From Intern to Work Trade
Alycia Grace, Living Farm Internship Alumna
The farm doesn’t run its self. Nor does it shut down between Living Farm Internships. The daily grind continues with the help of varying work traders. Some travelers, others alumni, a few experienced farmers, all seeking a place to eat well and lay their head at night. All for the price of their mana, Hawaiian for life force and spiritual energy. The decision to continue my time with HiP Agriculture came down to five simple reasons.
1. Community is at the base. With in the duration of my time at the farm, I’ve met four (maybe 5) generations of HiP Ag Alumni. They’re ether returning to lend a hand or “casually” swinging by, from all over the US, to make sure the farm still has its unique charm. There’s a sense of belonging when you’re apart of the HiP Ag community. This farm draws together motivated humans and creates space for them to live, work, learn, play, and grow together. It’s kept alive every morning and evening spent gathered under the Mango Kitchen’s tin roof. The farm tends to draw those seeking to explore their mind as well as a unique life style, creating a community.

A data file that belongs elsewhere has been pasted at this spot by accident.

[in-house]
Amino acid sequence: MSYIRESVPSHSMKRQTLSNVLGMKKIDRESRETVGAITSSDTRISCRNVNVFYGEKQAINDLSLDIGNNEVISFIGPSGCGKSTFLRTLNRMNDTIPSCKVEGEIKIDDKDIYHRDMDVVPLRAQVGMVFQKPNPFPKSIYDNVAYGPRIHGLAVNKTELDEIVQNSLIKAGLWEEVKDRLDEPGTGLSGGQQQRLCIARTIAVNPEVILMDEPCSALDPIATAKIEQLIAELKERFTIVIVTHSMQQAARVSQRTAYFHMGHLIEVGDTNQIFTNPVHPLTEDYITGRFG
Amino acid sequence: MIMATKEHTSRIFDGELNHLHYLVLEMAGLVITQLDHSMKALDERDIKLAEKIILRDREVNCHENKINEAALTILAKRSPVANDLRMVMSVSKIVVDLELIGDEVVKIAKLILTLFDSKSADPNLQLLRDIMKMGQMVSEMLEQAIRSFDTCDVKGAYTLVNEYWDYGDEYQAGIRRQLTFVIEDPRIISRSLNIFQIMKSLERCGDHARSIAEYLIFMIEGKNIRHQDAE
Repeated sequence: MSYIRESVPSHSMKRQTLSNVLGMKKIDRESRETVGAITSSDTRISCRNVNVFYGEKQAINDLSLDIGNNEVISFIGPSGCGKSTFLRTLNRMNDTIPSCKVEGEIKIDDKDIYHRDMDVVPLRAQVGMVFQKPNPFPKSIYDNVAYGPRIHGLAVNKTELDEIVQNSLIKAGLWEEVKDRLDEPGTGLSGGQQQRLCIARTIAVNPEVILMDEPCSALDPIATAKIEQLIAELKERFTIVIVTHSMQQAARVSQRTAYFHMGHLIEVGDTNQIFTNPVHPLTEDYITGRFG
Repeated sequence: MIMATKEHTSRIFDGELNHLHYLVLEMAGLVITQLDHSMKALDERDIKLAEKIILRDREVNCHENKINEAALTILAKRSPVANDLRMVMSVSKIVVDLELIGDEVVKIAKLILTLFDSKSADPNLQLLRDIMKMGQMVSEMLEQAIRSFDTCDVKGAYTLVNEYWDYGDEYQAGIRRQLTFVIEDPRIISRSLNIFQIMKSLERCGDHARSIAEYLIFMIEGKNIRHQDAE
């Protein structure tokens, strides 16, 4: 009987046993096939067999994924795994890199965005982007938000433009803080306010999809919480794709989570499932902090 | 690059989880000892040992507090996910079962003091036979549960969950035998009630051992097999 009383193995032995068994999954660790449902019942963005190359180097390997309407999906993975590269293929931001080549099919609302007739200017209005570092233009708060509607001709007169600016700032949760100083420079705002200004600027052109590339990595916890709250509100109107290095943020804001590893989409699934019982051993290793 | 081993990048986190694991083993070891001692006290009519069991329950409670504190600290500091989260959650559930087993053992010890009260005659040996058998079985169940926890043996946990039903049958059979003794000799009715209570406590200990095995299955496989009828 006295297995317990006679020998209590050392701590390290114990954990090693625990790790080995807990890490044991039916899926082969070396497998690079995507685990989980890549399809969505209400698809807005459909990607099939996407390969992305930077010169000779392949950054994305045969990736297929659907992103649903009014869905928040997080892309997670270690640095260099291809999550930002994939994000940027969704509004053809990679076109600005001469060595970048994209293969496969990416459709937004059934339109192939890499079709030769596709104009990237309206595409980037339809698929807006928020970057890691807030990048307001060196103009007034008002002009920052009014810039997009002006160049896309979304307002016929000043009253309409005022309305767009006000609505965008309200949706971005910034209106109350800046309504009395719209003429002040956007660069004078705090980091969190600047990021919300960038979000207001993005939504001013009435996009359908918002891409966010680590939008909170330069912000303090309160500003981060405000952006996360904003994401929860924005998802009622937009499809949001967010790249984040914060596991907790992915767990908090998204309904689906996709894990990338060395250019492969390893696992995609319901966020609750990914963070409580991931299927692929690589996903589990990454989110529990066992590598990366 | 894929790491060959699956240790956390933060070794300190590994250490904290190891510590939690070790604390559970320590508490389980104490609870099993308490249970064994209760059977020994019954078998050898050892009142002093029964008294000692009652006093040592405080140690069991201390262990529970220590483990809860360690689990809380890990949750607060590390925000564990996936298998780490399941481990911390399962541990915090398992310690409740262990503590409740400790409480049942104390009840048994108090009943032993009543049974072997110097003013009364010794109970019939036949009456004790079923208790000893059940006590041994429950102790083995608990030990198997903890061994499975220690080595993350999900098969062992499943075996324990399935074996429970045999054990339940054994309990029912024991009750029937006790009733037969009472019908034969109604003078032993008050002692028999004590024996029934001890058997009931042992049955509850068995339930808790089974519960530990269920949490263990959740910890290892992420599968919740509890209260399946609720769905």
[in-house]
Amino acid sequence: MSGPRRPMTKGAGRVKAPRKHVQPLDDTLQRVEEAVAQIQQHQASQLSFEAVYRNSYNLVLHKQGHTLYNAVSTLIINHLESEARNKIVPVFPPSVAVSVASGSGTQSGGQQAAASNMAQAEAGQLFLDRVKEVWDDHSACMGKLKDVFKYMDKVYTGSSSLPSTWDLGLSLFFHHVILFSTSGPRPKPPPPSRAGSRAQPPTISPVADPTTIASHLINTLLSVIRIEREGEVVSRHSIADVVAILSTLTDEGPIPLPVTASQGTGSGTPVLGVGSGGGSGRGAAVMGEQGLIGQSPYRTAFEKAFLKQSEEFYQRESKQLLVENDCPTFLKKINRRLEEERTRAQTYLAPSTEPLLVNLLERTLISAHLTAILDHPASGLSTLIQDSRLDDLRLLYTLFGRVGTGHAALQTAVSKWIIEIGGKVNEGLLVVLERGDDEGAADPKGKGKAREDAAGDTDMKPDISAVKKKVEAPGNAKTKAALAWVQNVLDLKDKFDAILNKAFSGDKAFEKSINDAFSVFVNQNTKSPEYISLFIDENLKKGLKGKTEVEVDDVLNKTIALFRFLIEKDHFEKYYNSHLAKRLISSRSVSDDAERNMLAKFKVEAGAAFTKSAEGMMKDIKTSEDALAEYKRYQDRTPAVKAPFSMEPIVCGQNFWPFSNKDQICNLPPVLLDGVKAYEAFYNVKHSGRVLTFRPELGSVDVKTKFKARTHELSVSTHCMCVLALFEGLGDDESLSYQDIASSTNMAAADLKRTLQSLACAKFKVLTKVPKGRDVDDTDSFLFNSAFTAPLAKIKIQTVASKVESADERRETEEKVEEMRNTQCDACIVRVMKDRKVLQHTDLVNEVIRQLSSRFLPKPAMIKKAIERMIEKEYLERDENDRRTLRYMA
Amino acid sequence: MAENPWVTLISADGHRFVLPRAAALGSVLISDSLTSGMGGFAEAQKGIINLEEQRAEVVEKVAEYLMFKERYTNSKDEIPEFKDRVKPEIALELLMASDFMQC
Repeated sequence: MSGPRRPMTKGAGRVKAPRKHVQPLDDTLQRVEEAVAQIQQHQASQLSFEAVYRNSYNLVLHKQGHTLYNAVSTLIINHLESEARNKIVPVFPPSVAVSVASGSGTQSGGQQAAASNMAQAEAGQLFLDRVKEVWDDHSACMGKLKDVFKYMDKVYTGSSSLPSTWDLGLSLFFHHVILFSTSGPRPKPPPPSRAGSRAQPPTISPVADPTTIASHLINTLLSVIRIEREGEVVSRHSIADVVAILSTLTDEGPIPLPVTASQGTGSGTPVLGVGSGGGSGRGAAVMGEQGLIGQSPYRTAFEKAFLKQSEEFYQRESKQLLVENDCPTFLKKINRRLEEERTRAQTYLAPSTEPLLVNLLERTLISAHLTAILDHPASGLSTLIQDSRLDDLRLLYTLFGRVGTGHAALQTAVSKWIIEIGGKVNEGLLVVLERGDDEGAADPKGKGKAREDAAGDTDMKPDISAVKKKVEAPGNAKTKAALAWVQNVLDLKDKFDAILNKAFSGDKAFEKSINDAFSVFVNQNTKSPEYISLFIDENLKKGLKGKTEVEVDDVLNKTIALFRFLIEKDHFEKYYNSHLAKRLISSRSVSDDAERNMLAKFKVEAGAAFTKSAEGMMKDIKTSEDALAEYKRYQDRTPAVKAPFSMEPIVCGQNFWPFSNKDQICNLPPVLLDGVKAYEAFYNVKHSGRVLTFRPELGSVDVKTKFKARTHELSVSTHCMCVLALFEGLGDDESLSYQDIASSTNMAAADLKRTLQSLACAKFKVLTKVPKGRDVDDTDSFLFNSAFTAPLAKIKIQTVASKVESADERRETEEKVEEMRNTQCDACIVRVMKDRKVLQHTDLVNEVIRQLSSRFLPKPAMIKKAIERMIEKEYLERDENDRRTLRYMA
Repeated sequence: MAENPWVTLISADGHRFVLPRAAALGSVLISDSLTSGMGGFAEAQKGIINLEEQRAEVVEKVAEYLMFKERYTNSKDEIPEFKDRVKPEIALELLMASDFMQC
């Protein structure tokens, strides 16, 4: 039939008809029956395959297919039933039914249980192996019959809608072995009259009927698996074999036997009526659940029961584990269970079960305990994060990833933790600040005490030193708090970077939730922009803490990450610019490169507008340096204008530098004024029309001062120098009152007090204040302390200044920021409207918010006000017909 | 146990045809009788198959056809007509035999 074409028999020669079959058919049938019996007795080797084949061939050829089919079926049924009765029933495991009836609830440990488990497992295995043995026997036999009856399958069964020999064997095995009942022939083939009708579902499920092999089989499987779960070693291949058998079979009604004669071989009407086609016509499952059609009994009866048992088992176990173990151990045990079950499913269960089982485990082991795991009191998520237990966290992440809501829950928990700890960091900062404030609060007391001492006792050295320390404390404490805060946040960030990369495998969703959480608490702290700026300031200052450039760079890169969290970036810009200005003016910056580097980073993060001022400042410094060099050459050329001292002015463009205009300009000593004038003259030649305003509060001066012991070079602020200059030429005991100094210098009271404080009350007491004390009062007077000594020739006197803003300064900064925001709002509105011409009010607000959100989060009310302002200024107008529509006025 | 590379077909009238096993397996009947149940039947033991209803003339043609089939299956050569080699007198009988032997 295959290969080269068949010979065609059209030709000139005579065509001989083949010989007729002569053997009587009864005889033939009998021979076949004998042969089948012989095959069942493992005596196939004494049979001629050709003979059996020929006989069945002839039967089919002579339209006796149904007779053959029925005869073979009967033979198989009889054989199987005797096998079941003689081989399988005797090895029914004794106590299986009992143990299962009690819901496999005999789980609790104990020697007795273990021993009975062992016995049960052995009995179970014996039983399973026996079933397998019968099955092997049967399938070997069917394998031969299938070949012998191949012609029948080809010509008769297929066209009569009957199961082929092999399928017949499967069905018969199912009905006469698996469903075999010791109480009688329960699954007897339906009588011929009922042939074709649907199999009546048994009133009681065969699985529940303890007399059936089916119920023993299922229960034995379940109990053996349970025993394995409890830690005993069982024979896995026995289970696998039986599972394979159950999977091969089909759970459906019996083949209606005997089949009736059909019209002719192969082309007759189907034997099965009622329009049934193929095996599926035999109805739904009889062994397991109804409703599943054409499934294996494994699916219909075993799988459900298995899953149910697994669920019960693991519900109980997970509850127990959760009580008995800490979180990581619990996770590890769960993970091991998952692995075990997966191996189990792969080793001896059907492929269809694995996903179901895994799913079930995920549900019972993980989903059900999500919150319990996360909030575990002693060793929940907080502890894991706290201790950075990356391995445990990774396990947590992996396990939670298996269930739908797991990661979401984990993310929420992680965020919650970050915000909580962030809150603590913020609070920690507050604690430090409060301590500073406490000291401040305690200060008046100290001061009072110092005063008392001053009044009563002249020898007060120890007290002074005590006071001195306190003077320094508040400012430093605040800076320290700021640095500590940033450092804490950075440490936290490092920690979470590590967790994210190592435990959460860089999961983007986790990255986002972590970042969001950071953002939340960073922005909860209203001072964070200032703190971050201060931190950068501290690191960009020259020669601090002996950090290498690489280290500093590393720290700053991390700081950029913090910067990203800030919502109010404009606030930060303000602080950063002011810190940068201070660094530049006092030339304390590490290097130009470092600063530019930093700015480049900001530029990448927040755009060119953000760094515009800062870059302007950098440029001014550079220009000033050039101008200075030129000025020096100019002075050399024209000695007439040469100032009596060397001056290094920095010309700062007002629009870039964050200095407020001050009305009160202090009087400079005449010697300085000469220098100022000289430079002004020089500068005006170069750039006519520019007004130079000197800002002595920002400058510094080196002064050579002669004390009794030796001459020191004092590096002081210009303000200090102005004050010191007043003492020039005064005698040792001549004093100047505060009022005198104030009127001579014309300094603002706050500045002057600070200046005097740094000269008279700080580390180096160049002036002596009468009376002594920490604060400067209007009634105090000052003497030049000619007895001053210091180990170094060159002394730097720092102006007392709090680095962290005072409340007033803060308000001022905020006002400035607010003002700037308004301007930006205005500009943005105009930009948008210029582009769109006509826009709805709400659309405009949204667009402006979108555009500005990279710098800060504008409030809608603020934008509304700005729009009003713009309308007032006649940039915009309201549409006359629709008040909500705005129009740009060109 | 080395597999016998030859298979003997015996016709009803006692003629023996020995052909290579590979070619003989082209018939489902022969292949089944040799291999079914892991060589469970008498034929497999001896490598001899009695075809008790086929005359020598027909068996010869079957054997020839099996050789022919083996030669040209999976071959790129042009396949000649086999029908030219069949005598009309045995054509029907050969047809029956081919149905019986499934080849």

2. Farm Upkeep until the next group of interns arrives. Mac nuts need to be processed, cover crops planted, calfs to be birthed, turmeric to wash, and the list goes on. There’s something to learn from earthy work. It might be dirty, tedious, or seem unending. But, I’d rather wrangle chickens than sit in an office.
3. Organic Coco Yams, Ulu, Papaya, bananas, Taro, Beats, Cassava, Mac Nuts, Honey, Eggs, Egg Plant, Lilikoi, Basil, Curry, Thyme, and Sugar Cane.
4. North Kohala has a familiar feeling to it. The coffee shop barista knew my name the second time I came in for an iced caramel latte. And just last Saturday, at the Farmers Market, I had a short conversation with a lady who greeted me with a warm hug the following Thursday. There’s also a rich history to the area. King Kameamea, known for uniting the Hawaiian islands, used to reside here. This is royalties home. The land is lusciously green and the air is noticeably clean. Trees, trees, trees everywhere.
5. Self-Care is easier here. I’m not talking about getting the dirt out from under my nails or washing my clothes weekly. My image is the least of my worries. I’m talking about the surrounding silence that enables me to hear myself think. I’m talking about the lacking cell service that encourages me to explore the unknown. I’m talking about the opportunity to care for myself by caring for the land. Farming has shaped me into the best version of myself mentally, physically, and emotionally. Why would I give that up?